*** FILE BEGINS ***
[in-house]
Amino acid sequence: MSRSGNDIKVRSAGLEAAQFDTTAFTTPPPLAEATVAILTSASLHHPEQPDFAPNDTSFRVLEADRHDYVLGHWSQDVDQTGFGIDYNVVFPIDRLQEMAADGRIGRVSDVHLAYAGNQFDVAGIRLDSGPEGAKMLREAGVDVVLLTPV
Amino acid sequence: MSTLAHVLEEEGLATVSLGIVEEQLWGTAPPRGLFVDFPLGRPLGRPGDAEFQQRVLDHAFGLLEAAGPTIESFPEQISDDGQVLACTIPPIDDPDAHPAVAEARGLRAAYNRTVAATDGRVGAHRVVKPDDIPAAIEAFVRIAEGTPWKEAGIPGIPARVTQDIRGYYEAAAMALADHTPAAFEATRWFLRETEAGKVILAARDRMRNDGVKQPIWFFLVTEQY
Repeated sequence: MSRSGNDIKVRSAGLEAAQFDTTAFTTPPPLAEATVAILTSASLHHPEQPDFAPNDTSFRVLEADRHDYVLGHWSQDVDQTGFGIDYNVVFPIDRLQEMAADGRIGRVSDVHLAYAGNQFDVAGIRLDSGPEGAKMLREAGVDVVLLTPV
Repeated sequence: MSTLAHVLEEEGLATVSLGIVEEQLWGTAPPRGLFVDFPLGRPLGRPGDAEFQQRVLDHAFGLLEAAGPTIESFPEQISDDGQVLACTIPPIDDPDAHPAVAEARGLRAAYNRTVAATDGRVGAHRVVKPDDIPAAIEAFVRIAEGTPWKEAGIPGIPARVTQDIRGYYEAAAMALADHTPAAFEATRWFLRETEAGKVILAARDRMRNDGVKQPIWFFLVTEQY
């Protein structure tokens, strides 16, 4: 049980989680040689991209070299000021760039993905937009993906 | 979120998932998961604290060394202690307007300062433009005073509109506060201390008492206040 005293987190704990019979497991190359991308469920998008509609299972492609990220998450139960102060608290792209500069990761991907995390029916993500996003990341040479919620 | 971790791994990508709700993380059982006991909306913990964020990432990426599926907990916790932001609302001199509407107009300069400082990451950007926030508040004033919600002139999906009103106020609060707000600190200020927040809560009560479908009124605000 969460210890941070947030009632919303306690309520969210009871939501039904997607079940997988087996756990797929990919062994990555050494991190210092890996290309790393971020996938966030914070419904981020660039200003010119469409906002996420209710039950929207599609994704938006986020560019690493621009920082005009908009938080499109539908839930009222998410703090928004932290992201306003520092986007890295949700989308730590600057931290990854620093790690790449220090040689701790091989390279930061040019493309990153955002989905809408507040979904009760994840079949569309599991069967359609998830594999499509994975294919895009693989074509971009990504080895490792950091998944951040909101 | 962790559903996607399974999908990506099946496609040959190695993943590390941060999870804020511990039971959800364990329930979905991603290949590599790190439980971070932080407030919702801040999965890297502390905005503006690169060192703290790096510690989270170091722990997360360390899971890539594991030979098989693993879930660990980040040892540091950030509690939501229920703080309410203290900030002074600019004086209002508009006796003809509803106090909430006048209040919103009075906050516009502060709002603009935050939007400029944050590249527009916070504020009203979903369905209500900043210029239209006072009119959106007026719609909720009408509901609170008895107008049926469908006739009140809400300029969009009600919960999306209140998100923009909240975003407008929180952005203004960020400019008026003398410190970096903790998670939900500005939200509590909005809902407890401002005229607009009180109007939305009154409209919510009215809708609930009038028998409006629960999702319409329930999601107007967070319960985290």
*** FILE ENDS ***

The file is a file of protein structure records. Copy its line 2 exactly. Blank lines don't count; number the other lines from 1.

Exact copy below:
Amino acid sequence: MSRSGNDIKVRSAGLEAAQFDTTAFTTPPPLAEATVAILTSASLHHPEQPDFAPNDTSFRVLEADRHDYVLGHWSQDVDQTGFGIDYNVVFPIDRLQEMAADGRIGRVSDVHLAYAGNQFDVAGIRLDSGPEGAKMLREAGVDVVLLTPV